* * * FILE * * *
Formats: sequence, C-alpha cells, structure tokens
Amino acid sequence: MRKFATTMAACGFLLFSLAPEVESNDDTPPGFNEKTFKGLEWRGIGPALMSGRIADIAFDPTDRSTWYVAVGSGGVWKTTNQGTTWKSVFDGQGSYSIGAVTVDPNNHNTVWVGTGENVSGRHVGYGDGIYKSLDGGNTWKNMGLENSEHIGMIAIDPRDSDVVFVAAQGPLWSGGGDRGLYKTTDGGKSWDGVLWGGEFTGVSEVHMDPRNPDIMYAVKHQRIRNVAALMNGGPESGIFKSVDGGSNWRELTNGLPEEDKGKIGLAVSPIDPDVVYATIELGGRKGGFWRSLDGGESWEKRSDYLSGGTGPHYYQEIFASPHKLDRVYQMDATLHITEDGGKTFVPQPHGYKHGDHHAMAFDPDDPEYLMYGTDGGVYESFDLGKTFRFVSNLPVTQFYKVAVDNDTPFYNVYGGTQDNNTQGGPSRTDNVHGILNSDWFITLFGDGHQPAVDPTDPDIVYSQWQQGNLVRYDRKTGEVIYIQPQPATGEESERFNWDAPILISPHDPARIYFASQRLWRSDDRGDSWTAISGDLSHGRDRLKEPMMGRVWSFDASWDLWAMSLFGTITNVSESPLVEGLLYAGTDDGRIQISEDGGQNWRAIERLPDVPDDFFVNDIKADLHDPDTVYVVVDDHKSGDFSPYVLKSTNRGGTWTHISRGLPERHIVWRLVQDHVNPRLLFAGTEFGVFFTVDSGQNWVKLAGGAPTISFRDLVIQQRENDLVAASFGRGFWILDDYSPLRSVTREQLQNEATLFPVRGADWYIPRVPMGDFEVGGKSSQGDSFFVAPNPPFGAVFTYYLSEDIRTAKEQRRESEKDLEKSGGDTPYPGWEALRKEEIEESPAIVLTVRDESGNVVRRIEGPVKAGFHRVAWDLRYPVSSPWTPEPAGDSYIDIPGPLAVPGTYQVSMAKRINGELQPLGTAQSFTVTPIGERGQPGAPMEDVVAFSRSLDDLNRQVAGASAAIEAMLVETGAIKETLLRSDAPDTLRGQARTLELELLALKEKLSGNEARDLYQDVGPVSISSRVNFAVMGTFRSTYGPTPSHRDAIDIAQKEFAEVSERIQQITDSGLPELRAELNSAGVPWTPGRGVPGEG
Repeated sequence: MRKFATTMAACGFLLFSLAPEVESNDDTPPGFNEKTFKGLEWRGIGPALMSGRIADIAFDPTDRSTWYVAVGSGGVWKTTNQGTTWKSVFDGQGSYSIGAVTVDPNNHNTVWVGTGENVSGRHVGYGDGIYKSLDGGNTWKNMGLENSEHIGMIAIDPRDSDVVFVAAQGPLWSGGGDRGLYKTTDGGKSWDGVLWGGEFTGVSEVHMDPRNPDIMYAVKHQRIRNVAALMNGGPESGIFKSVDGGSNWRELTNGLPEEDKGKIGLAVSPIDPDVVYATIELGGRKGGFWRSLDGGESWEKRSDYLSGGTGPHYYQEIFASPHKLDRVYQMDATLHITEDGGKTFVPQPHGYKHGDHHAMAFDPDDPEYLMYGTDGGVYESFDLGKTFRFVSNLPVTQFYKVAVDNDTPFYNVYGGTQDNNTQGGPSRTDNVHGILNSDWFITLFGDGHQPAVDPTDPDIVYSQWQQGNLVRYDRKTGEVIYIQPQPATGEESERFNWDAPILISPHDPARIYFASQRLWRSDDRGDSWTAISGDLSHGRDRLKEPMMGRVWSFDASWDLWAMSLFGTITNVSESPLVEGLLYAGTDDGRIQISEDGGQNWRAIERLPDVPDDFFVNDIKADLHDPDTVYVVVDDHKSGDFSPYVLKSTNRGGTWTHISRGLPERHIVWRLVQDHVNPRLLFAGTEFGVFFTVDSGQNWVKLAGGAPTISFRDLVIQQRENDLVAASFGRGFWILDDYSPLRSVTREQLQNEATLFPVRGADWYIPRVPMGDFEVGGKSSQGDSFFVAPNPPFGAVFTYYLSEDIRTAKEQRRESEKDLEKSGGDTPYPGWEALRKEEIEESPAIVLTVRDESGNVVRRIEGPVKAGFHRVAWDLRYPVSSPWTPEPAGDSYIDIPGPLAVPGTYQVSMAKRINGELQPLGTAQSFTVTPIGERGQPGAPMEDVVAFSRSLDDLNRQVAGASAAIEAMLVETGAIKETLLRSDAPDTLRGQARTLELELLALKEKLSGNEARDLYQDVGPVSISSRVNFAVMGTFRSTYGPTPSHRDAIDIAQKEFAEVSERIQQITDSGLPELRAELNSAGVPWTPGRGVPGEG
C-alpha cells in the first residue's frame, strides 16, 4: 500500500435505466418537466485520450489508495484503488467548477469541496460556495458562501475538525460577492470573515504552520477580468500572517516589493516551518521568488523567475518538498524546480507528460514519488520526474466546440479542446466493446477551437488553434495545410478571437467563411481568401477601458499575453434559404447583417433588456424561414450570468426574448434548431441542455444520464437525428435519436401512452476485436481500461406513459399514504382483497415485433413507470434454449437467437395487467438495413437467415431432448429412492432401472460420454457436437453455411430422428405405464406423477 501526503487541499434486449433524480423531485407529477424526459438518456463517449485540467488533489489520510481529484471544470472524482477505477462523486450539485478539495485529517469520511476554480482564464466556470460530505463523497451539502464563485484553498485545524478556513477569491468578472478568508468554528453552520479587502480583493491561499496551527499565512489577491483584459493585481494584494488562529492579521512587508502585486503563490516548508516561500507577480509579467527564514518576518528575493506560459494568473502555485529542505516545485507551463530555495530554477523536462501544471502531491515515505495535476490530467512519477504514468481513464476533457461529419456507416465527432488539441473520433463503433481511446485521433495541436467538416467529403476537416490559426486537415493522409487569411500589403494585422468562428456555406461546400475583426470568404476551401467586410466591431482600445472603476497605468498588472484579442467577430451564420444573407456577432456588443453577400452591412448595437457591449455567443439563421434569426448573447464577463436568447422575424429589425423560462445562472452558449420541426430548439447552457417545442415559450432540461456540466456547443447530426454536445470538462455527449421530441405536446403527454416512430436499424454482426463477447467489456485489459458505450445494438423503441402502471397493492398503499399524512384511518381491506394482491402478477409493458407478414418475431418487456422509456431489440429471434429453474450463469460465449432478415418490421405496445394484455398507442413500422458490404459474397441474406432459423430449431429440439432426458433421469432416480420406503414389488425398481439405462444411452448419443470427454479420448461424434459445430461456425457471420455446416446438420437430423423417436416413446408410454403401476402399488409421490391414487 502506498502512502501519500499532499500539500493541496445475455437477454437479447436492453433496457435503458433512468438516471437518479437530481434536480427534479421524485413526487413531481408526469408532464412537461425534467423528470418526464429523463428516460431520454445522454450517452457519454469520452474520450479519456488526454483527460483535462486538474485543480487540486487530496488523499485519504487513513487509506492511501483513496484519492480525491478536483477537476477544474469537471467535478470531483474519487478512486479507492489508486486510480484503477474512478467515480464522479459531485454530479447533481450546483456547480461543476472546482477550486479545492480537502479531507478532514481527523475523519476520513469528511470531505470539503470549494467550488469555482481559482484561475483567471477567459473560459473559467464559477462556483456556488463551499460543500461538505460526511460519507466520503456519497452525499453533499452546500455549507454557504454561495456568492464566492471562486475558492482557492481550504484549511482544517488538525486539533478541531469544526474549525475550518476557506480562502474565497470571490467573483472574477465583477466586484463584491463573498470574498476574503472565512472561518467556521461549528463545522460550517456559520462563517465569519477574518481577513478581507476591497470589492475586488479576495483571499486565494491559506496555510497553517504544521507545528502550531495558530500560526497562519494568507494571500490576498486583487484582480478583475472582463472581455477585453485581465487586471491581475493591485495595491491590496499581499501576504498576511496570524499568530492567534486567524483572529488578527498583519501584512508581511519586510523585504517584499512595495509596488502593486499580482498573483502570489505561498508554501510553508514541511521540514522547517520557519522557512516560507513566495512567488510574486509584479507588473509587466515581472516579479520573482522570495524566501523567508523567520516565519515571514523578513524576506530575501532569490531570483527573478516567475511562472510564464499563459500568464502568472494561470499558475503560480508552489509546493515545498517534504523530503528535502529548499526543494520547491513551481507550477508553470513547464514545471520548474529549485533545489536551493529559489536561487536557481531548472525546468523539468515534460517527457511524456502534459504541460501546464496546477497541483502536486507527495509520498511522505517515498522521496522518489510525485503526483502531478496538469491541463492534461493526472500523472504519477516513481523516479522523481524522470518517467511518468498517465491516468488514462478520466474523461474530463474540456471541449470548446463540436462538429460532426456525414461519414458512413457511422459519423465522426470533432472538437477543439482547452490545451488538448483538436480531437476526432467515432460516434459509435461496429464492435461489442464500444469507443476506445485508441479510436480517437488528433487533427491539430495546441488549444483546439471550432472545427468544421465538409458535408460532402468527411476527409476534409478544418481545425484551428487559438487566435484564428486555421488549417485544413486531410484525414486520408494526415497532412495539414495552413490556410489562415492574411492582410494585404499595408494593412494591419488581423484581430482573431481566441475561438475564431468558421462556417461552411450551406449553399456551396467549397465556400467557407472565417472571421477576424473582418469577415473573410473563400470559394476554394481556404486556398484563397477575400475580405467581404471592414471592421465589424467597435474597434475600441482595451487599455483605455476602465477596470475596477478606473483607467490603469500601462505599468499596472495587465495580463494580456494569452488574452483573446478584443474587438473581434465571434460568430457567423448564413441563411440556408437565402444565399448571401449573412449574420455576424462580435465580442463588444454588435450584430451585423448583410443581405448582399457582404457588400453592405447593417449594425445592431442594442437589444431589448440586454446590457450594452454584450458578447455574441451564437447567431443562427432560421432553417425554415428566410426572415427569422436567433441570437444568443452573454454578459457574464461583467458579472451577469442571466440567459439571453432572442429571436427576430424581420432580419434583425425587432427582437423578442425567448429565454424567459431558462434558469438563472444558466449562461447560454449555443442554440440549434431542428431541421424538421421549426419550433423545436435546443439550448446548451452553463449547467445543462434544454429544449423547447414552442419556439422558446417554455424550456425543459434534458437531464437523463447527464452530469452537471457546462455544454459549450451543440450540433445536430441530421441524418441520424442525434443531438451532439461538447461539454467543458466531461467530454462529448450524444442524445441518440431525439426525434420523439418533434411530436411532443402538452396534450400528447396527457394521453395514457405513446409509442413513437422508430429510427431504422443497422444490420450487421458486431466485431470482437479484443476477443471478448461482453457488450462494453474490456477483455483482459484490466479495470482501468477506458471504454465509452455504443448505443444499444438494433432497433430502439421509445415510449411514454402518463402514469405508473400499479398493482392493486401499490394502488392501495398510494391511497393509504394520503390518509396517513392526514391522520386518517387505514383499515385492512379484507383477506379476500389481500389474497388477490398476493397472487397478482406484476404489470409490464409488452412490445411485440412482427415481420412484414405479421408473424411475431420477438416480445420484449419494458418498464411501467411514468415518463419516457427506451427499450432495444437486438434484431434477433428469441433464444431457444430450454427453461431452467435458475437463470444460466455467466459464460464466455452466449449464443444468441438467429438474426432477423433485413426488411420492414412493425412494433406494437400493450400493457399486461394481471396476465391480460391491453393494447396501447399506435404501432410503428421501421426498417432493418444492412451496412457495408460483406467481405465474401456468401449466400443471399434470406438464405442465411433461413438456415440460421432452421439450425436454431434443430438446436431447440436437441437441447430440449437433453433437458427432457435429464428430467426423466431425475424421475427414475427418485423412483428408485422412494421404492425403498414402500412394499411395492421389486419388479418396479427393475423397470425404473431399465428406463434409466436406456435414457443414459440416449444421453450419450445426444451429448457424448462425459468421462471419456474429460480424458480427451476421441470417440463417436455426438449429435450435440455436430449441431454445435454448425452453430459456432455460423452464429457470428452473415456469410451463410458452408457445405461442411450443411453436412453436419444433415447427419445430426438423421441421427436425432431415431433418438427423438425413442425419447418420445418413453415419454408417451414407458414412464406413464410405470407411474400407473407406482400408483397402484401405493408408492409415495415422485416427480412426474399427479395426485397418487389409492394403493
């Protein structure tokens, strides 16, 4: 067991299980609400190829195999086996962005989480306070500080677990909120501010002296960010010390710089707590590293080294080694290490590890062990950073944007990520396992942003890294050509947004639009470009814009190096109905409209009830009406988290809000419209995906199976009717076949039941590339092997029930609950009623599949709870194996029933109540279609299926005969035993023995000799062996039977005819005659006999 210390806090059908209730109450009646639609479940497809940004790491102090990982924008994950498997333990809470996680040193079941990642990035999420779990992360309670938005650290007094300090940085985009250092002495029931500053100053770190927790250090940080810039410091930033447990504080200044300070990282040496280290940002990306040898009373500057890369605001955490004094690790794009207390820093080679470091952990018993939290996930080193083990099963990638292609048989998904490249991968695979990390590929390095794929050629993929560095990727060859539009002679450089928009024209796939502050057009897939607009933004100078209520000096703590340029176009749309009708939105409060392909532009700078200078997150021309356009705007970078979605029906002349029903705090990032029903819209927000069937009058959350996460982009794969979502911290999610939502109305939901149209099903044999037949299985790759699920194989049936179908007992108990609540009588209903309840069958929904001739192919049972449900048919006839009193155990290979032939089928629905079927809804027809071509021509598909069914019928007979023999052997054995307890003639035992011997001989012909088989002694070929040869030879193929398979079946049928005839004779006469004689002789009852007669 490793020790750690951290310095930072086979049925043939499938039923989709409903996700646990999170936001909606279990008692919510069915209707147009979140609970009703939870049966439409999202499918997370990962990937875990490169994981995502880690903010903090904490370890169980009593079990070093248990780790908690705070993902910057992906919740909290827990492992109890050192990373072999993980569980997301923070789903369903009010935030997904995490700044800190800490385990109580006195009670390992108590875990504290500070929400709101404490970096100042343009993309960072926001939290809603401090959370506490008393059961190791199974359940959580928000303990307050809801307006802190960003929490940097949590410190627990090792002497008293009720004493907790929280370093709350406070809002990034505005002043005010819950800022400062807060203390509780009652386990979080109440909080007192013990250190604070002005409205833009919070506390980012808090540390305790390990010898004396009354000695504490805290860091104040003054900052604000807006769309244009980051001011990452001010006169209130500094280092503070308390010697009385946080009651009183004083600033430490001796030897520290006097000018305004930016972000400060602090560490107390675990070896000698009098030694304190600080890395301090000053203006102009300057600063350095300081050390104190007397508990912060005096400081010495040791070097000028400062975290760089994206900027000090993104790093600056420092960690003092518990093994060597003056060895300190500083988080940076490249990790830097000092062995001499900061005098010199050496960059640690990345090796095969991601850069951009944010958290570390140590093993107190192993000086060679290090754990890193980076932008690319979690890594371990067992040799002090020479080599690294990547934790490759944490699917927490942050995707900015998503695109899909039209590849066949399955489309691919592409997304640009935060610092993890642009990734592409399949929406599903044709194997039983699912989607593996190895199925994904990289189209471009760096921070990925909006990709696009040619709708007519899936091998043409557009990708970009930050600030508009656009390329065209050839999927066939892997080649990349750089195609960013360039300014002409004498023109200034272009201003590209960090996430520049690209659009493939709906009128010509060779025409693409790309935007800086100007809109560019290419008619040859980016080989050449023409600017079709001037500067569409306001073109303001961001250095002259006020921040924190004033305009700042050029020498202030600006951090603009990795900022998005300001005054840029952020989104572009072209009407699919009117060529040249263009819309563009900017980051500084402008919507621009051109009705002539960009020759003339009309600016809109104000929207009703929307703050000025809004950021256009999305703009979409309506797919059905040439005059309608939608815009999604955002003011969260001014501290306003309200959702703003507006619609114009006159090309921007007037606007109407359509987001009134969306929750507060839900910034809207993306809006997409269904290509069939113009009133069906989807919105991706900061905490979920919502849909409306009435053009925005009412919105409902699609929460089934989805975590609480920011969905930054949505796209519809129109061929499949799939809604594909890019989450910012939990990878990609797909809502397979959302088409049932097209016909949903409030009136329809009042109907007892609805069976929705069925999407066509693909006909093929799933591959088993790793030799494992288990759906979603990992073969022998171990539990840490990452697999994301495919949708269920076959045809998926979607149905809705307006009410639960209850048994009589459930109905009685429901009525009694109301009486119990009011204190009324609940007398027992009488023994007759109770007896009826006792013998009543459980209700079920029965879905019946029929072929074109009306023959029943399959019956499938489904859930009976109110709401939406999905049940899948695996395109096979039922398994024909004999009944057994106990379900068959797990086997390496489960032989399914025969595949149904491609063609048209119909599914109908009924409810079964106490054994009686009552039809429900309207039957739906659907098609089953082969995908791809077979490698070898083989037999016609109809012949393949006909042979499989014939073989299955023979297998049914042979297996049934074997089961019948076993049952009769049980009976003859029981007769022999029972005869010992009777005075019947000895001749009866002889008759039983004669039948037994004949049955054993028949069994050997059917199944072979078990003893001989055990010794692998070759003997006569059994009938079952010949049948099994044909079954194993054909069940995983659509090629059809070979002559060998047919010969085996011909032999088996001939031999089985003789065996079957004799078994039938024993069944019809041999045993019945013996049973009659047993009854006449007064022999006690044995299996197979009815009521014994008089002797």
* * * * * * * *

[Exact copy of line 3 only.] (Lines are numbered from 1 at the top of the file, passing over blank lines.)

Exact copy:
Repeated sequence: MRKFATTMAACGFLLFSLAPEVESNDDTPPGFNEKTFKGLEWRGIGPALMSGRIADIAFDPTDRSTWYVAVGSGGVWKTTNQGTTWKSVFDGQGSYSIGAVTVDPNNHNTVWVGTGENVSGRHVGYGDGIYKSLDGGNTWKNMGLENSEHIGMIAIDPRDSDVVFVAAQGPLWSGGGDRGLYKTTDGGKSWDGVLWGGEFTGVSEVHMDPRNPDIMYAVKHQRIRNVAALMNGGPESGIFKSVDGGSNWRELTNGLPEEDKGKIGLAVSPIDPDVVYATIELGGRKGGFWRSLDGGESWEKRSDYLSGGTGPHYYQEIFASPHKLDRVYQMDATLHITEDGGKTFVPQPHGYKHGDHHAMAFDPDDPEYLMYGTDGGVYESFDLGKTFRFVSNLPVTQFYKVAVDNDTPFYNVYGGTQDNNTQGGPSRTDNVHGILNSDWFITLFGDGHQPAVDPTDPDIVYSQWQQGNLVRYDRKTGEVIYIQPQPATGEESERFNWDAPILISPHDPARIYFASQRLWRSDDRGDSWTAISGDLSHGRDRLKEPMMGRVWSFDASWDLWAMSLFGTITNVSESPLVEGLLYAGTDDGRIQISEDGGQNWRAIERLPDVPDDFFVNDIKADLHDPDTVYVVVDDHKSGDFSPYVLKSTNRGGTWTHISRGLPERHIVWRLVQDHVNPRLLFAGTEFGVFFTVDSGQNWVKLAGGAPTISFRDLVIQQRENDLVAASFGRGFWILDDYSPLRSVTREQLQNEATLFPVRGADWYIPRVPMGDFEVGGKSSQGDSFFVAPNPPFGAVFTYYLSEDIRTAKEQRRESEKDLEKSGGDTPYPGWEALRKEEIEESPAIVLTVRDESGNVVRRIEGPVKAGFHRVAWDLRYPVSSPWTPEPAGDSYIDIPGPLAVPGTYQVSMAKRINGELQPLGTAQSFTVTPIGERGQPGAPMEDVVAFSRSLDDLNRQVAGASAAIEAMLVETGAIKETLLRSDAPDTLRGQARTLELELLALKEKLSGNEARDLYQDVGPVSISSRVNFAVMGTFRSTYGPTPSHRDAIDIAQKEFAEVSERIQQITDSGLPELRAELNSAGVPWTPGRGVPGEG